What do Alastair Cook and Jo Pavey have in common? Both have been lumbering under a weight of expectation, then pulled out success when it was least expected.
Their experiences shine light on the complexities and contradictions of leadership and performance. And that has fascinating parallels in the business world.
Cook endured a dismal start to the summer as England cricket captain, with humiliating defeats against Sri Lanka at Headingley and India at Lord’s, before a sensational turnaround to win the Test series 3-1.
Pavey defied the doubters to run the race of her life and, at the age of 40, win her first Gold in the 10,000m at the European Athletics Championships in Zurich.
Leadership strategy – the need for change
Under a welter of bruising criticism after that loss at Lord’s and his own failure with the bat, Cook questioned whether or not he was the right man to lead England. Cook has a reputation as bloody-minded, so how did he harness his self-belief whilst, at the same time, recognising a need for change in his and his teammates’ approach?
He pulled up his own game, better managing the team and two very strong characters in bowlers Jimmy Anderson and Stuart Broad. The driver was pulling up his own game first – taking responsibility and owning the fact that performance management was his own problem.
Pavey’s remarkable achievement was all the more impressive given that she only stopped breastfeeding her 11-month-old daughter Emily in April and didn’t even expect to qualify for Zurich. Her son Jacob is four.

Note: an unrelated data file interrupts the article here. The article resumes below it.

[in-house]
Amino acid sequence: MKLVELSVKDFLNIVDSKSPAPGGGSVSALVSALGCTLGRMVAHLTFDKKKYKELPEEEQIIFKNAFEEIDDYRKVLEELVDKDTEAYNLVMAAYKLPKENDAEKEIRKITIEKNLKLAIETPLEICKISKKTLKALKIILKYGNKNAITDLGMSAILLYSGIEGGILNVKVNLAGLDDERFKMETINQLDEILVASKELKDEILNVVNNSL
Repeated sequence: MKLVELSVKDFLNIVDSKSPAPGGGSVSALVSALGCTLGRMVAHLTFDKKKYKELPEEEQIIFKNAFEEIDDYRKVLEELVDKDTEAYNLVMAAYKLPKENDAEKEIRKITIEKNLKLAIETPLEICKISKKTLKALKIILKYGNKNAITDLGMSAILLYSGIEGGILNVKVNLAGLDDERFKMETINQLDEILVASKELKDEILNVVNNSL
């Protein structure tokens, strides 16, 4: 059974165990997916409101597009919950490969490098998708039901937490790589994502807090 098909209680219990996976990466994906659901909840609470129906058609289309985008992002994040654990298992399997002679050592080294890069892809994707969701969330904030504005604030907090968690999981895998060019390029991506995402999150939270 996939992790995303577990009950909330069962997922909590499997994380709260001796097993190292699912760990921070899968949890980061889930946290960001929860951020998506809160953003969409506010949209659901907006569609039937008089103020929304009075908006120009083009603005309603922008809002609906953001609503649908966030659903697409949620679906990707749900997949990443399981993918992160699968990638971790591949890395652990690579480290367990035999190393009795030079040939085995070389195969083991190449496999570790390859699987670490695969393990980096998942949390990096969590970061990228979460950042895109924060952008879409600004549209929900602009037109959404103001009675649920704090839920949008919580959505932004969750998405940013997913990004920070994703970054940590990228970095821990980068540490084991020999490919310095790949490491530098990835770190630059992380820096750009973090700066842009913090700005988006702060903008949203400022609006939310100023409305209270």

‘I put my recent success down to the fact that being a mum makes me really happy,’ she said afterwards. ‘I used to get stressed out about training but now I’ve learnt to just keep plugging away.’
How to think differently
So when she relaxed more, she discovered she could be the best she could be. Her training routine improved as a result of her circumstances, and she refused to be written off because of her age.
Cook found out how to take the lead; Pavey is an inspiration to countless women, proving that if you’ve got the drive and dedication you can break through constraints such as age and other people’s expectations.
Both got the ‘kick’ they needed from their support networks. Your support network could be your team, your friends, or a mentor – someone ‘on the outside’ asking the right questions. What do you want to be? What does ‘different’ look like?
Executive coaching for business objectives
That is very much our role in executive coaching. In our development programmes we’re very challenging, we get our clients thinking more widely, we focus totally on outcomes because we’re looking for what will bring the quickest behavioural shift.
Above all, the best executive coaching is tied tightly to business objectives – whether that’s FTSE100 leadership, or the business of winning against the odds, just like Cook and Pavey.
If you’d like a conversation about executive coaching to lift your top people to the next level, give us a call.